Concerts

Ahead of DFW Show, Post Animal Discuss Their New Album, Being Offered DMT On Tour

Post Animal comes to Dada on May 19. They'll be staying in a hotel, most likely.
Post Animal comes to Dada on May 19. They'll be staying in a hotel, most likely. Courtney Sofiah Yates
One strange night in 2017 in El Paso, the gentlemen of Post Animal found themselves in a unique situation. They were on tour with fellow Chicago-based rockers Twin Peaks and spent most of their afternoon collectively picking away at a rotisserie chicken “like vultures,” as guitarist/keyboardist Jake Hirshland describes it. It was their second-ever show being on tour, and they learned to navigate the rules of the road quickly.

“Back then, we really had to hustle,” Hirshland says. “Like, we were asking in the microphone if anyone had anywhere for us to stay.”

That night, an audience member did graciously offer up his apartment to the band, and that’s when things got weird. “He was about to go to bed,” adds guitarist Javi Reyes. “We had the lights turned out. He was in the threshold of his bedroom, and suddenly he was like, ‘You guys want to do some DMT?’ and we were like, ‘We’re good.’"

And so began the touring life of one of Chicago’s premier psychedelic rock bands, Post Animal, who are scheduled to return to DFW for a show at Dada on May 19 with Caroline Kingsbury. The band is gearing up to release their third full-length LP, Love Gibberish, on May 13, and at the time of our conversation, the band is getting ready to play a festival in Mexico as they reminisce of their earliest days on tour, thankful they no longer have to ask the audience for a place to stay.

“We're staying in hotels now,” says drummer Wesley Toledo with a laugh. “We're not old, we're just older. Being 28, 29 is different than being 23 or 24, we need our rest.”

“We’re big iced coffee drinkers though,” adds guitarist Matt Williams. “5-Hour Energy drinks are just flavor shots.”

"No matter how many people show up, you just got to keep the rock going.” – Post Animal guitarist Matt Williams

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That show in El Paso may have been a little under-attended, but they learned another important thing that night (aside from don’t always accept offers to stay in the homes of strangers): Always play your heart out, no matter how small the crowd.

“We were still kind of learning,” Williams says. “We’re brothers with Twin Peaks, and we were kind of learning how it all goes. And it was an instance of like, ‘OK, this isn't a very well-attended show, but this band still rocks out as hard as they can. They still want to go all out.’ And I remember learning that's one of those things you got to do. You know, no matter how many people show up, you just got to keep the rock going.”

Post Animal’s signature sound is a rich psychedelia in the vein of Australian neo-psych trailblazers Tame Impala, but with a decidedly more oblique approach to genre-mixing. One of their latest singles, “No More Sports,” is a full-on RAWK rocker that sounds caught somewhere between being a pastiche and a parody of “Cat Scratch Fever,” and somehow, they pull it off.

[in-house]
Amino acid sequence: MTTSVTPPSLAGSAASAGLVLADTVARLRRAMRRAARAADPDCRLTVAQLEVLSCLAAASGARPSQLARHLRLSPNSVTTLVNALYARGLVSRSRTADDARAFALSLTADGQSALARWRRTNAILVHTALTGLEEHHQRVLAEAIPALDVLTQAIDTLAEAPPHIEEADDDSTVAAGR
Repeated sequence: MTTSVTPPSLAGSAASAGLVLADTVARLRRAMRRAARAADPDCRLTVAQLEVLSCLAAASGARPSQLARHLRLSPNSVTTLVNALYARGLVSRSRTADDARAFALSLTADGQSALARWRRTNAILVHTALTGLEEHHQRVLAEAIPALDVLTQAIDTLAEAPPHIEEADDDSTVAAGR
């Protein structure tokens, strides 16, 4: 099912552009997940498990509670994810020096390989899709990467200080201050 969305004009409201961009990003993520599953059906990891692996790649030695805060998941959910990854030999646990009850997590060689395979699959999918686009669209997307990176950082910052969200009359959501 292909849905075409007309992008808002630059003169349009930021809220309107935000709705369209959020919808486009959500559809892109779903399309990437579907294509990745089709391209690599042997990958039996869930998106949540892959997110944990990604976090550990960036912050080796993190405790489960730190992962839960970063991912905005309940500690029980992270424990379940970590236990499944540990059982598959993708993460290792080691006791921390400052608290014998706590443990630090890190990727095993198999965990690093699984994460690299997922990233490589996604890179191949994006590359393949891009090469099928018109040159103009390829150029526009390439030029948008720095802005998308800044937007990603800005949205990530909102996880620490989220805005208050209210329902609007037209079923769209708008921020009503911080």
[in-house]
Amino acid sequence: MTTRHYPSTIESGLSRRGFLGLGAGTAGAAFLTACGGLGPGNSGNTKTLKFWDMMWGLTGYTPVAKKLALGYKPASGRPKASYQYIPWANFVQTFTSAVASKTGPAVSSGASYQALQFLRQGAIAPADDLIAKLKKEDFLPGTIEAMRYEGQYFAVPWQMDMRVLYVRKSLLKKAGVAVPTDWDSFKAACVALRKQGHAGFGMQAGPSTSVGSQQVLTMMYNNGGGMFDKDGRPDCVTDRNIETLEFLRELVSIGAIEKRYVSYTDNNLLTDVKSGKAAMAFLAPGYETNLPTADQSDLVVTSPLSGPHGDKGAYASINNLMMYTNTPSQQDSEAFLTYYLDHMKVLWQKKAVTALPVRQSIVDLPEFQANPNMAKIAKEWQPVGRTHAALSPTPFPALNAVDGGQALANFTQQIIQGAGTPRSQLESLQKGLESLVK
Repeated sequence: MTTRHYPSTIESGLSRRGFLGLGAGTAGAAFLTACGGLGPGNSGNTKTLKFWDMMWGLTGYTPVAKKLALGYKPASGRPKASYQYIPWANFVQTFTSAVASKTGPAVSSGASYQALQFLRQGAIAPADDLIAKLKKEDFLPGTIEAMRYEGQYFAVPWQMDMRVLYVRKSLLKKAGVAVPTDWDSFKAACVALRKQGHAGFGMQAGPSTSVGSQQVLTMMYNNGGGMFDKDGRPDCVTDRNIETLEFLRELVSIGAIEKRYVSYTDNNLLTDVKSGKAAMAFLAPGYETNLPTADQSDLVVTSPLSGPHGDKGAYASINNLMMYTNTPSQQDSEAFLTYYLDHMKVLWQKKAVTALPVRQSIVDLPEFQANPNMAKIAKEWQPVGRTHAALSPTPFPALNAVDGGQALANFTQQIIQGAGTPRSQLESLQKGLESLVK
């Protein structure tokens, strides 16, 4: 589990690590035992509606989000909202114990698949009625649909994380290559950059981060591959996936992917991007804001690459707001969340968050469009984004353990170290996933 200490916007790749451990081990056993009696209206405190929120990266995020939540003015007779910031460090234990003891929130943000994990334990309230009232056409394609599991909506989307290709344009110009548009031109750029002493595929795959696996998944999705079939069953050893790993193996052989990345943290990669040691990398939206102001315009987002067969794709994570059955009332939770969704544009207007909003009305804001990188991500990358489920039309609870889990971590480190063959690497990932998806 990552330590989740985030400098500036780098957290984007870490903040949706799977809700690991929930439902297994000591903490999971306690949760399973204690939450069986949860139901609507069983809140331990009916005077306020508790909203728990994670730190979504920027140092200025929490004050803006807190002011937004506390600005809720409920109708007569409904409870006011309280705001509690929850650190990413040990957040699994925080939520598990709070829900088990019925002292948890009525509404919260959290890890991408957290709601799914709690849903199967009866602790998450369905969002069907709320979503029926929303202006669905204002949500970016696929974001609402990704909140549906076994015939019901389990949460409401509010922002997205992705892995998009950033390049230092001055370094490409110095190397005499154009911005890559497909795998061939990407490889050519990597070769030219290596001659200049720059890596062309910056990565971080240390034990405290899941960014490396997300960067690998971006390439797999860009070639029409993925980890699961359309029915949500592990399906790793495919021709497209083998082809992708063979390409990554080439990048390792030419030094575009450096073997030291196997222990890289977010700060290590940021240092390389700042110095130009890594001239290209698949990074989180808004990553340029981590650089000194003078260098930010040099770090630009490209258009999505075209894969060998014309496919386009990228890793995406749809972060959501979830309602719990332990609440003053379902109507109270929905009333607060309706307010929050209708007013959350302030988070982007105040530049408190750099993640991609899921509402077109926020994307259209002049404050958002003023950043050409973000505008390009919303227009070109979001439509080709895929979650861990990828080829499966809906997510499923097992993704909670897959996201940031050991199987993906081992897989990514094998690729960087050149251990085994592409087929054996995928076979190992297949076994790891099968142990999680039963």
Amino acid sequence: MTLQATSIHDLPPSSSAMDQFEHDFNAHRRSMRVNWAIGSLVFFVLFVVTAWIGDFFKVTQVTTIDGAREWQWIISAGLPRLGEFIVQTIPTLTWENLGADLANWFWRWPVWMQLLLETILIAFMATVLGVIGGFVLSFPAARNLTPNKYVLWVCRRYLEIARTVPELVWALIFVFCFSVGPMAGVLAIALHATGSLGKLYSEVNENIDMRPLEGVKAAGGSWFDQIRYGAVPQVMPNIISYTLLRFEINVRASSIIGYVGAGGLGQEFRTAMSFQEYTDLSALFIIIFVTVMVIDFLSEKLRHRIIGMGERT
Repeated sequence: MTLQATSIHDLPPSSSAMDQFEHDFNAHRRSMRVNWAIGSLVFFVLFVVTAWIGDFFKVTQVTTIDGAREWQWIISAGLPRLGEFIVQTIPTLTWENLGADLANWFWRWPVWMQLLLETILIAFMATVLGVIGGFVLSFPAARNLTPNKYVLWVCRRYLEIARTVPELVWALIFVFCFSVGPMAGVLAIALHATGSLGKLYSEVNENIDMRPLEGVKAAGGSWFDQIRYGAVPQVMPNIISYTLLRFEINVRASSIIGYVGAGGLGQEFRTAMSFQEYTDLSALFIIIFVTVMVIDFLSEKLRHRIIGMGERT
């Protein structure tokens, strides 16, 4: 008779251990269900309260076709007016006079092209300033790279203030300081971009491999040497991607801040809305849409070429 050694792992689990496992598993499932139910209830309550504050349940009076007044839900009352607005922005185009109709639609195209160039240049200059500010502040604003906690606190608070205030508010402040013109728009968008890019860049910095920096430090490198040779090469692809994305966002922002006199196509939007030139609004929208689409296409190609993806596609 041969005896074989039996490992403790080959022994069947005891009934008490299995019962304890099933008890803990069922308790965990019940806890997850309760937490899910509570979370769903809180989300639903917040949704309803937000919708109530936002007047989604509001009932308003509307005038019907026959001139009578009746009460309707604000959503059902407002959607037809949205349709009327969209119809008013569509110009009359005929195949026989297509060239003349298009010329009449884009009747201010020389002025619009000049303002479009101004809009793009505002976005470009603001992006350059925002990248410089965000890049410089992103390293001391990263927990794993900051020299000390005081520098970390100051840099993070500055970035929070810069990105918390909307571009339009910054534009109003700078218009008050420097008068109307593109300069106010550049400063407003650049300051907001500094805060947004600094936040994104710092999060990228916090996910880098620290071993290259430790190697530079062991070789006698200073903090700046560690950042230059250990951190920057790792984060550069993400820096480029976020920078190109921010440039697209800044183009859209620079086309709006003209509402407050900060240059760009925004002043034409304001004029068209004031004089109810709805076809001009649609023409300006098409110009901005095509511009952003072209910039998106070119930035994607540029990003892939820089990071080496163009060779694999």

“I made the riff one morning on acoustic guitar,” Reyes says. “That morning in 2020 we were going to go in, practice and just going to kind of throw paint at the wall and figure out what we were going for and also to give Dalton [Allison, bassist/engineer/producer] an opportunity to experiment with some engineering techniques. I went in and started playing that, and we just kind of locked into what it felt that it should be. We were making that the week that Eddie Van Halen died, so we were definitely revisiting some Van Halen and some '80s radio rock. It was bleeding into the writing that just felt really fun to be to do something big like that.”

Adds Toledo: “That stadium hard rock vibe was not something that we'd really explored that much. And then ‘No More Sports’ kind of came about and it was a good opportunity to experiment with that sound and kind of go all over the place like we usually do.”

Allison is not present for our conversation, but his physical presence is not needed for the band to sing his praises. “We have the sound that we have, and we think that Dalton has been the architect of that sound,” Toledo says. “He’s produced everything up until this point.”

Up until this point, the band’s recordings have been mostly home recordings produced with DIY setups — a bit shocking, considering the fidelity of the recordings is much higher than a bedroom psychedelic project would normally be.

“We’ve been lucky to have someone like Dalton in the band that can do a pretty world class job on our own stuff with very limited resources,” Hirshland says. “He's very scrappy with the production. On this [album], the captures were done sometimes in [a] studio, so they're pretty great captures. But that's not how it's been. Back in the early days, we had these DIY setups like a lot of people do. He's managed to make some really kind of vast feeling recordings like out of that.”

The rest of the band are certainly no schlubs at their instruments either. All members of the band sing and write songs, so not only is one person relieved of the burden of coming up with material, every member of Post Animal has the opportunity to contribute varying perspectives and sounds that the other members might not come up with.

“One-hundred percent right,” Williams says. “There's no set way about how a song might come to be. You know, we just kind of roll with it every single time. We all get to add some flavors to each song — like a flavor shot.”
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Vincent Arrieta
Contact: Vincent Arrieta